3. In five years time, all schools shall require more assistance of foreign teachers in helping them cope with the implementation of the EIS project. The majority of Thai teachers especially those who had attitude problems toward the idea of using English as a co-medium of instruction aren't ready to take the plunge. It is not overwhelming why the EIS project has to be tested in five years time. Thai teachers shall need even more than five years to fully-equip them with the language skills and pedagogical training that come with it.
It also implies that there might be a gradual reduction of hiring full-time foreign teachers starting 2016 due to rechanneling of funds to Thai teachers' professional development training and other benefits. This is very evident based on the EIS plan to open the schools to volunteers through the so-called "Intercultural Programs." Note that the proponent of this EIS project availed for the AFS program.
Language centers that offer teacher placement will find this opportunity as a major income generator. There are some schools that save more money and earn at the same time by availing for part-time teachers, and even without worrying all the nuisances of processing paperwork and taking care of their foreign teachers' demands and concerns.
4. In five years time, all schools shall greatly depend on the foreign teachers to help increase the English language proficiency of the learners. They shall devise a scheme where students shall have a chance to meet not only once but twice their foreign teachers every school week.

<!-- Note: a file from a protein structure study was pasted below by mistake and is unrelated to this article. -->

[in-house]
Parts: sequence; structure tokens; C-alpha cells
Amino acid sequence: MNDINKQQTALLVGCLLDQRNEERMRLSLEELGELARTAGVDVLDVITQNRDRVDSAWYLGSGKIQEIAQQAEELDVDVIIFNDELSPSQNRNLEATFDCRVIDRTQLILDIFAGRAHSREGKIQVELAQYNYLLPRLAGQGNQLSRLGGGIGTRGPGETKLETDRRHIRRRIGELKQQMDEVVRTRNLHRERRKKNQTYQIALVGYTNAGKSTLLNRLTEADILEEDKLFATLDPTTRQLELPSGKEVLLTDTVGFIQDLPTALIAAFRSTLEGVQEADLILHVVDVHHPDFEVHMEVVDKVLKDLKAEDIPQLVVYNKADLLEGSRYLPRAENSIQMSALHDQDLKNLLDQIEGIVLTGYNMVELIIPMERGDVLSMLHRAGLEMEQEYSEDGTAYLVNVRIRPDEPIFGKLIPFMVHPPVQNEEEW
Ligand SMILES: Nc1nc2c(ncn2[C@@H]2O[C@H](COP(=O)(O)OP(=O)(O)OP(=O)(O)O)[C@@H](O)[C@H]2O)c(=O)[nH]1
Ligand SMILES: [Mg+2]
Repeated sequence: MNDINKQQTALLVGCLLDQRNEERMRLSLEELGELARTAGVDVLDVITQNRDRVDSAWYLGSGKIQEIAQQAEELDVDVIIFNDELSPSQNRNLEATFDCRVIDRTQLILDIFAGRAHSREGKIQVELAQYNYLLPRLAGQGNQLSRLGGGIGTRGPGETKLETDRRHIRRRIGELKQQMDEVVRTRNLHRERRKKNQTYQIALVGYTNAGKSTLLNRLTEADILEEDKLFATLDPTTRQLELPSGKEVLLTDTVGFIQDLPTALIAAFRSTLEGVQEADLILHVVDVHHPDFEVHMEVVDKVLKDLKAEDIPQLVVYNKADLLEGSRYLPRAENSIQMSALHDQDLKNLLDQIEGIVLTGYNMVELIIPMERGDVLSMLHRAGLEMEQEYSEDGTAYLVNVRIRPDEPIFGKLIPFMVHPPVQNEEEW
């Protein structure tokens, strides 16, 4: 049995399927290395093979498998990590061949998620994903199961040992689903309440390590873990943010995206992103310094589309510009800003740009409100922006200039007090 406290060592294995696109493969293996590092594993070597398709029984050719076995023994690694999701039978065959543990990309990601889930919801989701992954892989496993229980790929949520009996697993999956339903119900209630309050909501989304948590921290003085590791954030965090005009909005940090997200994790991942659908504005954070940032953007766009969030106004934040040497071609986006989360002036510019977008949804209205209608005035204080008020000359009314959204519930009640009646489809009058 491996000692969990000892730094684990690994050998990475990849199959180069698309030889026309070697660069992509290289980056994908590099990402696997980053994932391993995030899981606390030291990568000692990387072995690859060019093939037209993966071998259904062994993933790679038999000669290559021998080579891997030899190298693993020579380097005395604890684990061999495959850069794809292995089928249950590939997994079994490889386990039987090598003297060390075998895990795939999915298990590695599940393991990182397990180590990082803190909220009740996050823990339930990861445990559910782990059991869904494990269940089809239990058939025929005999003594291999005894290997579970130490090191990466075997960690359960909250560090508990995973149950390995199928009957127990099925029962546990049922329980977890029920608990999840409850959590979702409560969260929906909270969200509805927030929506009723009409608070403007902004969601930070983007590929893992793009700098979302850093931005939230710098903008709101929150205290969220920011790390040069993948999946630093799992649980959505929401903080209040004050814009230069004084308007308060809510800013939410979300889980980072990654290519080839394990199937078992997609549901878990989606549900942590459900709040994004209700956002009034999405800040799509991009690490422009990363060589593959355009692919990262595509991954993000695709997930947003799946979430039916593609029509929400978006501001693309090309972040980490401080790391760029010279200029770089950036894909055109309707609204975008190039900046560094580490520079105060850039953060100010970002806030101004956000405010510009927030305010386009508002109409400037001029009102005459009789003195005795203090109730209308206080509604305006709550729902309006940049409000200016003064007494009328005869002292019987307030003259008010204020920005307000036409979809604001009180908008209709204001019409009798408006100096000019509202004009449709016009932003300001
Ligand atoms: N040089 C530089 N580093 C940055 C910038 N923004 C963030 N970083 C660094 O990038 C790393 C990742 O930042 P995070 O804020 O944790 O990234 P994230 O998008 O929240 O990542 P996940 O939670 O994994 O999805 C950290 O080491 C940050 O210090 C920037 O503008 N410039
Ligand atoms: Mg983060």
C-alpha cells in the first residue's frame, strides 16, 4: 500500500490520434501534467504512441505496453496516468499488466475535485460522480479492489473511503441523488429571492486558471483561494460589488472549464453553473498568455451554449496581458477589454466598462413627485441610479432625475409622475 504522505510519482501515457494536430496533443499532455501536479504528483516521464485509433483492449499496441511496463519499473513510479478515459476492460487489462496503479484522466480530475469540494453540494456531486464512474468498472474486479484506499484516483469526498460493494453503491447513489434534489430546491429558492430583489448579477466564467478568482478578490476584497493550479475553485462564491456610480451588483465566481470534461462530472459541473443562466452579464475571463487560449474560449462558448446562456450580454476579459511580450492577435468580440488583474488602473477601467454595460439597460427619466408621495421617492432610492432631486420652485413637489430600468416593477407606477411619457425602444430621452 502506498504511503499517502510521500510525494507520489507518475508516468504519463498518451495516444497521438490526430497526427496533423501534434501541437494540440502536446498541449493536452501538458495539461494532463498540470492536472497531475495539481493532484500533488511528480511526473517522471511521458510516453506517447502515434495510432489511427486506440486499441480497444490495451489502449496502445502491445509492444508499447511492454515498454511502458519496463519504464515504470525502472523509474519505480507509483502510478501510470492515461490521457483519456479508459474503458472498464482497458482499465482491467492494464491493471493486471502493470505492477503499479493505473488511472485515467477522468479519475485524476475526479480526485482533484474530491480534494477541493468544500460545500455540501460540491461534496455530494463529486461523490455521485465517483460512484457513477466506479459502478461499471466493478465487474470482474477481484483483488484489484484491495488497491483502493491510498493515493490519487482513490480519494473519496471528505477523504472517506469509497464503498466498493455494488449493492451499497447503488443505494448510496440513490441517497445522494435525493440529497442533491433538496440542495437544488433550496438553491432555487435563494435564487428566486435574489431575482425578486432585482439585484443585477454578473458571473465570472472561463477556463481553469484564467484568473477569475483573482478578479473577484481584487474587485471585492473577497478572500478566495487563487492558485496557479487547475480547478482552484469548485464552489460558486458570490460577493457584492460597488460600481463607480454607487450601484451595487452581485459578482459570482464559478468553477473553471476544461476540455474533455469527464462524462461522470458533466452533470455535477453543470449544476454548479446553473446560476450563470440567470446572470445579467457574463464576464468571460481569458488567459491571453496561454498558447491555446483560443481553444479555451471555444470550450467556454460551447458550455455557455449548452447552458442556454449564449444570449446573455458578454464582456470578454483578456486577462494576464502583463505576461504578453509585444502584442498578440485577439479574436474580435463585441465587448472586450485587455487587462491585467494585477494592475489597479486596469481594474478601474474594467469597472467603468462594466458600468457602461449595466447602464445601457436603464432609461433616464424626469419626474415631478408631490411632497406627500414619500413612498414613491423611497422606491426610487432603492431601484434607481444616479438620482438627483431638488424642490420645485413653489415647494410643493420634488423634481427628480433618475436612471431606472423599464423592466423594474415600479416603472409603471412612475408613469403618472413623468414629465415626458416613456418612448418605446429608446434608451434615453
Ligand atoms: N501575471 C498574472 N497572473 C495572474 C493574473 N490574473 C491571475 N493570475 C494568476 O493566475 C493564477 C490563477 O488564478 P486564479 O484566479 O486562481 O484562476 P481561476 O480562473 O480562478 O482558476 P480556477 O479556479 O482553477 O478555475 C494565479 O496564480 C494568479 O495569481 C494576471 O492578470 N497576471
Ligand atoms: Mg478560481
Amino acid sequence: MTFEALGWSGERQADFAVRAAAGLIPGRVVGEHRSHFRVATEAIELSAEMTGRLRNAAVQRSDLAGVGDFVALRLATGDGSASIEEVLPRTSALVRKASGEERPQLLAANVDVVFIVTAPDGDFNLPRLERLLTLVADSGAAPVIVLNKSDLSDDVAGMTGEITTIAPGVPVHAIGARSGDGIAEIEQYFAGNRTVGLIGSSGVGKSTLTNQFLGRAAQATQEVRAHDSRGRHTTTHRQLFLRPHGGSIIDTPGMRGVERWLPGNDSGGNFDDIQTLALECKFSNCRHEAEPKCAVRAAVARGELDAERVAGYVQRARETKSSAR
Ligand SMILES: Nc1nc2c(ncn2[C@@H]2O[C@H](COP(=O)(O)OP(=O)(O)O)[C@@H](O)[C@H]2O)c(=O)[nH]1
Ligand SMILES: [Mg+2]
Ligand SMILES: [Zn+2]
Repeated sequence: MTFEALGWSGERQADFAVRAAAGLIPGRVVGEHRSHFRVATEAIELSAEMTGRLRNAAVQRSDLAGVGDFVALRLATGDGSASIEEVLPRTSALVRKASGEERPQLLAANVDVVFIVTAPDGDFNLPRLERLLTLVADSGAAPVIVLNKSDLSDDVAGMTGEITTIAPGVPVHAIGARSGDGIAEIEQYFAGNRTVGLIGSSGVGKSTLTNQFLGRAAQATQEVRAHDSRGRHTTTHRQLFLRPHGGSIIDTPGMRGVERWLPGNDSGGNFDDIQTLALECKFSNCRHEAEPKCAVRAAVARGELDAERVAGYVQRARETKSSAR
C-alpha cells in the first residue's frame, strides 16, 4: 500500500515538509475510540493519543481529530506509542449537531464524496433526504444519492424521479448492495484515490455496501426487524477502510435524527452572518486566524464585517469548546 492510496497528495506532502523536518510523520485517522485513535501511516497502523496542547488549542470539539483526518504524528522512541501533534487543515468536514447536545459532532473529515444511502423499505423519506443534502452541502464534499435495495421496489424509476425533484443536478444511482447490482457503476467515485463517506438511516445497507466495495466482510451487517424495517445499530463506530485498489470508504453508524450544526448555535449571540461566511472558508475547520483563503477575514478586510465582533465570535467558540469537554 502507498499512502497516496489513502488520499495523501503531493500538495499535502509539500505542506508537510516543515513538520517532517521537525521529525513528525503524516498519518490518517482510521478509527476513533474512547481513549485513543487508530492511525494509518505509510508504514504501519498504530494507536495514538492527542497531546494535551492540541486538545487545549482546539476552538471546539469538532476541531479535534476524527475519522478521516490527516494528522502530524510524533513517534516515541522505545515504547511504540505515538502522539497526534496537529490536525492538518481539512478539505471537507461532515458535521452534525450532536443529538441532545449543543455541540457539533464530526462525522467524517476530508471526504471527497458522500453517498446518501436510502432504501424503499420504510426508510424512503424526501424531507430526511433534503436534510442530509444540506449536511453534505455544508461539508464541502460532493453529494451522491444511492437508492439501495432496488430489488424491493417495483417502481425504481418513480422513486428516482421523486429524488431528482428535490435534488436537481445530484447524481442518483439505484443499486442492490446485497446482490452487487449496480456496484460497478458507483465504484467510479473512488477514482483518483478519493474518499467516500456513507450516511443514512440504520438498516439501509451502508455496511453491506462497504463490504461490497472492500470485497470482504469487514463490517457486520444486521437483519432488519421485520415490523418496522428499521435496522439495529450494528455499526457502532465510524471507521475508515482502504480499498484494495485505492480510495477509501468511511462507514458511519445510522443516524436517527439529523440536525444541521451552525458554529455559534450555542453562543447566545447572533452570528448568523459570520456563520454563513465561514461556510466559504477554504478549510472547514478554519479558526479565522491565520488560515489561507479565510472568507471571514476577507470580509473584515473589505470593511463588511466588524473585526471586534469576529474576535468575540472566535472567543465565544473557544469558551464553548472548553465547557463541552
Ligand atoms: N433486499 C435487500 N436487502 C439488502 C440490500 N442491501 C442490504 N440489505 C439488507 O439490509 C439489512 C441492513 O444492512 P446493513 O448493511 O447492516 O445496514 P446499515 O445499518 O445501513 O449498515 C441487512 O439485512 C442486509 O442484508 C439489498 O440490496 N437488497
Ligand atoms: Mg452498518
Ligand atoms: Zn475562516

If this happens then there will be a higher demand of foreign teachers provided that the school has the budget to hire full-time teachers. It might sound encouraging but a higher number of foreign teachers will bring more tragedy to the already low salary offers of many schools.
Moreover, imagine what students will have to go through when all core subjects are taught in English even by Thai teachers. The majority of the secondary schools heavily rely on the preparation of students at the elementary level. It will be a disaster to go full implementation of the EIS project next school year despite research studies show that the implementation of this project has been a success even in just three years. Nevertheless, the success of the EIS project greatly depends on the Thai teachers' attitudes. And this shall signal the start of strict reinforcement of requiring all Thai teachers who teach English to use English in the classroom at all times.
If there's one major flaw in the development of English language education in Thailand, it's those teachers in the elementary, secondary and tertiary schools that hard-headedly continue to teach English in Thai.
5. Schools at all levels will be seeking for highly trained and experienced foreign teachers to help them achieve their goals. There is no question on the availability of foreign teachers in Thailand. In fact, there are hundreds of them waiting for vacancies. But the prevailing problem that the Ministry of Education has to address is the inconsistency of salary and benefit packages offered and non-processing of work permits by its legions that causes heavy weight on quantity over quality.
6. In the light of language and societal change, the EIS project and its impact to the community will bring a better understanding of Thai societies especially schools and parents to the realities of language change that despite the community's preference to native English such as American English or British English, time will come when Thailand will have its own full-grown indigenized English called "Thai English" which is an inevitable language phenomenon.
(For more discussions on this topic, please visit my personal blog